Cargo spill results in world-wide trainer wash-up21/06/2019
A single ship is likely to be the source of hundreds, possibly thousands of trainers, flip flops and other footwear that have been washed up on beaches in various parts of the world since last year.
Whatever it is – if it is sinking to the bottom or washing up on beaches – it’s going to have a detrimental impact to the marine wildlife
MCS Beachwatch Manager
The first findings were in Flores Island, in the remote Atlantic archipelago of the Azores by Gui Ribeiro, who picked up about 60 Nike trainers in just a few months. Since then trainers and flip flops have been found in Cornwall, Ireland, Orkeny, the Channel Islands, Bermuda, the Bahamas and France.
It’s thought the source of the flotilla of footwear is the cargo ship, Maersk Shanghai, which lost almost 80 containers overboard in rough seas off the east coast of the US between Virginia and South Carolina.
It may be a quirky story but there are real long-term impacts from an event like this according to MCS Beachwatch Manager, Lauren Eyles: “Whatever it is – if it is sinking to the bottom or washing up on beaches – it’s going to have a detrimental impact to the marine wildlife. The shoes will be breaking down to micro-plastics over years, which will have huge impacts on the amazing wildlife we have both in the UK and worldwide.”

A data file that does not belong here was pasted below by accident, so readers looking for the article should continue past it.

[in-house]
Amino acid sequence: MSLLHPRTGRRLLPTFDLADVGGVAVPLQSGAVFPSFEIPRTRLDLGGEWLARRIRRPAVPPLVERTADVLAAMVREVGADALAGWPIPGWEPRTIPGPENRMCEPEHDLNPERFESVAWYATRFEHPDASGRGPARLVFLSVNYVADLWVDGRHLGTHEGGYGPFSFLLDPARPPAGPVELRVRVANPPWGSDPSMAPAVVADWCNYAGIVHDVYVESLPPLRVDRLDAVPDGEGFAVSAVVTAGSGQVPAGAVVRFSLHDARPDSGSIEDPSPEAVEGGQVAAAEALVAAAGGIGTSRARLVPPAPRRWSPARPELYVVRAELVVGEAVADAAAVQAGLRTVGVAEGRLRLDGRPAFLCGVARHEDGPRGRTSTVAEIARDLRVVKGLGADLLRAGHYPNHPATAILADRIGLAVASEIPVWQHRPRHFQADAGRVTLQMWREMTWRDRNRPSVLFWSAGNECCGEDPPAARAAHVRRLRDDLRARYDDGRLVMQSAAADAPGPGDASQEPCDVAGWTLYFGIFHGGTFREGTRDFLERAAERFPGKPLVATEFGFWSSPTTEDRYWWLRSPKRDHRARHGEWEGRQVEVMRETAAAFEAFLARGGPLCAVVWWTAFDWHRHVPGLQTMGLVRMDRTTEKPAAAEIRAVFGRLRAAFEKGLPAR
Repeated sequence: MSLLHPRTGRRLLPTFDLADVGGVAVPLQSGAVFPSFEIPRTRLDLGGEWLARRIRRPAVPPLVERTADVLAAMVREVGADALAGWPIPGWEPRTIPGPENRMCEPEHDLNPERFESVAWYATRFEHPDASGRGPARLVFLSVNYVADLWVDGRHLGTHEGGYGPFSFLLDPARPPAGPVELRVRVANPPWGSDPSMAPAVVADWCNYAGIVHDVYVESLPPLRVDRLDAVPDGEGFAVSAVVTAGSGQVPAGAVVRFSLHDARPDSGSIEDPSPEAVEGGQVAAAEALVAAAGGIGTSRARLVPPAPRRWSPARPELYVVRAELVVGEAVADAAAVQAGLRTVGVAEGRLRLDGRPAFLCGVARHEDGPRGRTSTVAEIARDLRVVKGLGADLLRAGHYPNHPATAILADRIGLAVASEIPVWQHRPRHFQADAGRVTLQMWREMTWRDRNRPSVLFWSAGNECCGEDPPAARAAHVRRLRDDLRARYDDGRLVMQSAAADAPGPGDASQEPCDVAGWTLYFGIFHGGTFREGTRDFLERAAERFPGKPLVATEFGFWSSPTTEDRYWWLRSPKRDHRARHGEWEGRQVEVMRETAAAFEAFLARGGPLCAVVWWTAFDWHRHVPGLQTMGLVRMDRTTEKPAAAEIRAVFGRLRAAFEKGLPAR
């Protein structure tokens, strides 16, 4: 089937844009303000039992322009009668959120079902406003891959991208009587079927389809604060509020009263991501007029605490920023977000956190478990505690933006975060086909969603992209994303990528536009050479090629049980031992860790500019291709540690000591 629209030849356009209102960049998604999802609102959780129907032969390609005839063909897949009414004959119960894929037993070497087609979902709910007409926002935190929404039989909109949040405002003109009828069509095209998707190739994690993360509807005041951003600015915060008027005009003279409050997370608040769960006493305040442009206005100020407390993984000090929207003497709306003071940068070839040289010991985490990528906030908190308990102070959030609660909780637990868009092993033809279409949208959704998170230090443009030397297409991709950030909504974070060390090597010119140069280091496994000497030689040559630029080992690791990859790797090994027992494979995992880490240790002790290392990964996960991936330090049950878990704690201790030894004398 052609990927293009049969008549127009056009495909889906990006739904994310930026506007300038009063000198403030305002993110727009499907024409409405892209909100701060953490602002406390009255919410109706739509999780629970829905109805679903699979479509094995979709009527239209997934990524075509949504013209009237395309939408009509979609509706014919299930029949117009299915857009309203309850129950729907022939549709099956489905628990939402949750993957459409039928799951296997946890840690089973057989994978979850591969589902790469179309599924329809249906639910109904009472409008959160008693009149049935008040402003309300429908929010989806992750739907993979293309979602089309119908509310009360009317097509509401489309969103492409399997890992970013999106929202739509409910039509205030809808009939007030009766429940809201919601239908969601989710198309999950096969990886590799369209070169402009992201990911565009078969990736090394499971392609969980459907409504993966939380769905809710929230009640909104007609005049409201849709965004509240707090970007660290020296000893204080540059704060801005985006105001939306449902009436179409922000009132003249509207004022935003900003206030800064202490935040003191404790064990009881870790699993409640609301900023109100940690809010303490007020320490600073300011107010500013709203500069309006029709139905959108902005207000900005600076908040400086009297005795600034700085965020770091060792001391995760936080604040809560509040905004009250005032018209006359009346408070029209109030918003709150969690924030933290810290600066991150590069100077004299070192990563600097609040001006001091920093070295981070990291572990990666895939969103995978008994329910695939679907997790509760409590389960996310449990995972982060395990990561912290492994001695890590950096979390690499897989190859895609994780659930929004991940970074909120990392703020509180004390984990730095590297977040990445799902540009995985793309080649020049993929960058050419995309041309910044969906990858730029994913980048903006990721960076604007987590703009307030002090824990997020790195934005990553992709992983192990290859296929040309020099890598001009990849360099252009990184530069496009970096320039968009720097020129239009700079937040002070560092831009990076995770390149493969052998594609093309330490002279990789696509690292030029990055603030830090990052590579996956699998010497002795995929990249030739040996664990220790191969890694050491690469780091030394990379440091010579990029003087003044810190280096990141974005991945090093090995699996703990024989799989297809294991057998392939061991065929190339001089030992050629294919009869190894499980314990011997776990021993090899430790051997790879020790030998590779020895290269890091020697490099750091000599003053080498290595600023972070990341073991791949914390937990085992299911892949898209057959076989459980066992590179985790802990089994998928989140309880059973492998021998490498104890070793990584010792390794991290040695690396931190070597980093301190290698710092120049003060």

Oceanopgrapher, Dr Curtis Ebbesmeyer, told the BBC how the shape of the shoes seems to dictate where they end up. “The left and the right sneakers float with different orientation to the wind. So when the wind blows on them they will go to different places. So on some beaches you tend to get the left sneakers and on others you get the right.”
Lauren Eyles says that isn’t enough data currently to draw proper conclusions on the role container spills play in the overall pollution of our oceans. Whilst products like trainers harm marine environments, she said, they do not count as “harmful” for the purpose of reporting cargo lost at sea, as shipping companies only have to report lost cargo that could become hazardous to other vessels or if they include substances deemed “harmful to the marine environment”, such as corrosive or toxic chemicals.
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Did you know?…
Globally, plastic litter has reached every part of the world’s oceans
MCS first launched the Good Beach Guide in 1987 as a book to highlight the woeful state of the UK’s bathing waters
Every day millions of microplastics enter the sea from personal care products such as scrubs and toothpastes